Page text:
Is it a bad idea to put a fence post "through" patio stones? We're building a patio and then enclosing 2 sides of it with a privacy wall. I want to make the patio larger than the enclosed area so there is extra space for storage behind the wall.

After researching the right way to install a 4x4 post this is the design I came up with. enter image description here The idea is that I'll cut the patio stones to fit snug around each post. Then I'll caulk the edges. Below the patio stone is the sand and gravel. Halfway through the gravel the concrete of the post starts; it's dome shaped to divert water away from the post.

enter image description here

Things to note

  1. No dirt is touching the post; only sand and gravel
  2. 12' pressure treated posts
  3. A little less than 4 bags (80#) each post
  4. Posts are 6' apart

2 Answers 2


Running the posts through the patio stones shouldn't cause any serious concerns. However, even though you won't have topsoil directly against the post (which could accelerate decay even with pressure-treated), ground water could still compromise the base of the post with your design. Ideally you want the base of the post above the surface with the surround sloping away. That may not be desirable from an aesthetic perspective but it will give the posts a longer life-span.
One other option might be to bring up the domed concrete footing to just below the brick and then coat the bottom few inches of each post with a water-proof sealant up to just the top of the bricks so it won't be visible. These sealants come in various colors and most work fine with wood.
enter image description here

  • I don't think Flex Seal has any longevity. They do make it look great on TV though! Apr 30, 2020 at 4:48
  • Just one product of many that will do the trick. The idea is to just keep moisture from penetrating the bottom two inches of the post.
    – HoneyDo
    Apr 30, 2020 at 15:33
  • Thanks @HoneyDo for the tip. I wasn't going to add additional treatment, but I'll consider it now. The 4" of post sticking out the bottom of concrete is to be in a bed of crushed rock. I got the idea for that from this article: familyhandyman.com/garden-structures/fences/… But it doesn't exactly say why to do that... I mean, would it not be better if it was just enclosed in concrete? Or is the reason so moister can travel through the post and out the bottom? I dunno.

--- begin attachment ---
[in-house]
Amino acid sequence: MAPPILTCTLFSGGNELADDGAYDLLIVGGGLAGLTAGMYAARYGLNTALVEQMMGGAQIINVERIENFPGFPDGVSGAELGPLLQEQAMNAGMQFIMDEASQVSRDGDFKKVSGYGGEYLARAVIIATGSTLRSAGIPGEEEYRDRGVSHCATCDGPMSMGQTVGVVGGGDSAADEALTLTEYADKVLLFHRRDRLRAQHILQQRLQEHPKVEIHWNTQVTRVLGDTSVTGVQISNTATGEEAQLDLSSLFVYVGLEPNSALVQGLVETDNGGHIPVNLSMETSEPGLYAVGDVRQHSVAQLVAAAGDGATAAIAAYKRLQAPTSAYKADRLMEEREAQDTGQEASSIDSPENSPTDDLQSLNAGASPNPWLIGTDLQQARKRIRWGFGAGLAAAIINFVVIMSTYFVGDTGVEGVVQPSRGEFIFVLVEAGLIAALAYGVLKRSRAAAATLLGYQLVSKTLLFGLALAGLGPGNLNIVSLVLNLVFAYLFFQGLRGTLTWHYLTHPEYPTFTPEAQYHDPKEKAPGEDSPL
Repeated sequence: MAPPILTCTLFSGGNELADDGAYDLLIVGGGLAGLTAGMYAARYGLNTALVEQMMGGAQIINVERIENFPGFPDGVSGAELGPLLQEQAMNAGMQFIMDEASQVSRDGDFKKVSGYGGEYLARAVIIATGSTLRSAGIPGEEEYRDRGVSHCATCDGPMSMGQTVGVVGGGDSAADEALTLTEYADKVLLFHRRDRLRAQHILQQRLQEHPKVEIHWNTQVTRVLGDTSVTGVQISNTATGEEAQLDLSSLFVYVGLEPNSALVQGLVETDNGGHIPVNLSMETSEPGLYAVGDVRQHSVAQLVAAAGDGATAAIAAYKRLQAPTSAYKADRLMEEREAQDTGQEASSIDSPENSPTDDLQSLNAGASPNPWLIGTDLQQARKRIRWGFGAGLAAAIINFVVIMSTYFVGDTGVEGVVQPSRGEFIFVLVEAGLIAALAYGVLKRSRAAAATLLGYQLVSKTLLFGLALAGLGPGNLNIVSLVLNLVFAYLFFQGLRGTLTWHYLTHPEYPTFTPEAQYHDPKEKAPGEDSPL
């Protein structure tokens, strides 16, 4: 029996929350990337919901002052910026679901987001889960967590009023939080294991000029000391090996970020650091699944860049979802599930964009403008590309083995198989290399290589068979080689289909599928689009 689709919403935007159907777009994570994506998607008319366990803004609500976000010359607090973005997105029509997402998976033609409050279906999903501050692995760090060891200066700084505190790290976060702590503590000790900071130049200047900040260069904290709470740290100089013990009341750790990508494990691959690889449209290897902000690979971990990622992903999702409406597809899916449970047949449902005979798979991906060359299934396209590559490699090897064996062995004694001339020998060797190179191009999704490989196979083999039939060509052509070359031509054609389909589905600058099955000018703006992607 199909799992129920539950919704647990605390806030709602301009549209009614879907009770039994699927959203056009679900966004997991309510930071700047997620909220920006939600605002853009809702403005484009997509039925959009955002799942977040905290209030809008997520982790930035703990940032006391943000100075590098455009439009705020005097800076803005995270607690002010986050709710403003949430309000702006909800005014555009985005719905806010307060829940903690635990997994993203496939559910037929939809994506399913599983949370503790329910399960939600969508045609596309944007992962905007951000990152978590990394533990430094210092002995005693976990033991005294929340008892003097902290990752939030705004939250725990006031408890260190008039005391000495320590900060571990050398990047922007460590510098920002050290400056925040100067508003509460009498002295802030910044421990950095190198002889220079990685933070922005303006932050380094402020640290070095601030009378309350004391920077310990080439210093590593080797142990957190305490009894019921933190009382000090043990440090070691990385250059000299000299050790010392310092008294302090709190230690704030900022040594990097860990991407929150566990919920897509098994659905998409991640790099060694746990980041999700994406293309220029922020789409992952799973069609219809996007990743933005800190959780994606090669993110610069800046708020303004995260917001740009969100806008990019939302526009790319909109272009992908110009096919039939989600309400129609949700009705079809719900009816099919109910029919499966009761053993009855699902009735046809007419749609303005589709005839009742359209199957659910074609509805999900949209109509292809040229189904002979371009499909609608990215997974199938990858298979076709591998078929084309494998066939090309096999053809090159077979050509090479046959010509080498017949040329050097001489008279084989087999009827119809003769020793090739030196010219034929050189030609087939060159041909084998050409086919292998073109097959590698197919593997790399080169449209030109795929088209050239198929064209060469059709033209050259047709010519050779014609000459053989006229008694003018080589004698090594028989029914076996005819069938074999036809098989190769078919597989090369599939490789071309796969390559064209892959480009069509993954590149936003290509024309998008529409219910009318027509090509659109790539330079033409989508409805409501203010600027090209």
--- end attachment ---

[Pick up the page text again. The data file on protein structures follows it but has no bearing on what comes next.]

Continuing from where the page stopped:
– Thirdshift
    Apr 30, 2020 at 19:42
  • That article has it right and you're smart to follow it. Note that the domed concrete in the article is above grade - yours is not. Given what you're trying to do I like the plan you have as the best way to drain water away from the post with gravel and sand. My only point is that wet sand and eventually wet soil will accumulate around the base of the post and I would try to protect the post base with some type of treatment.
    – HoneyDo
    Apr 30, 2020 at 19:52
  • I always like to encase the post in concrete. But whichever way you do it, my experience is that most post rotting issues will occur above the concrete at the base of the post. Also, I noticed that your plan does not show gravel for drainage under the post which the article does. I don't like wood in direct contact with soil and moisture. IMO you should either add gravel or encase the post in concrete.
    – HoneyDo
    Apr 30, 2020 at 19:55

I think your plan looks excellent, the dome on the concrete will be a big advantage at extending the life of the post. As long as your pavers do not have a low spot that hold water and rot the post I would give your plan 2 thumbs up this looks well thought out and solid.

  • I'll try my best to avoid create low spots, but the posts will be downgrade from the house. So worst case scenario, water will run across the bricks, hit caulking which is old and fails, so it makes it to the 4x4, travels through the sand and gravel, until it hits the concrete dome. I still think that is OK. My hope is it would last 10 years at least. Thanks for your feedback!
    – Thirdshift
    Apr 30, 2020 at 19:38
  • I think that sounds good.
    – Ed Beal
    Apr 30, 2020 at 22:13

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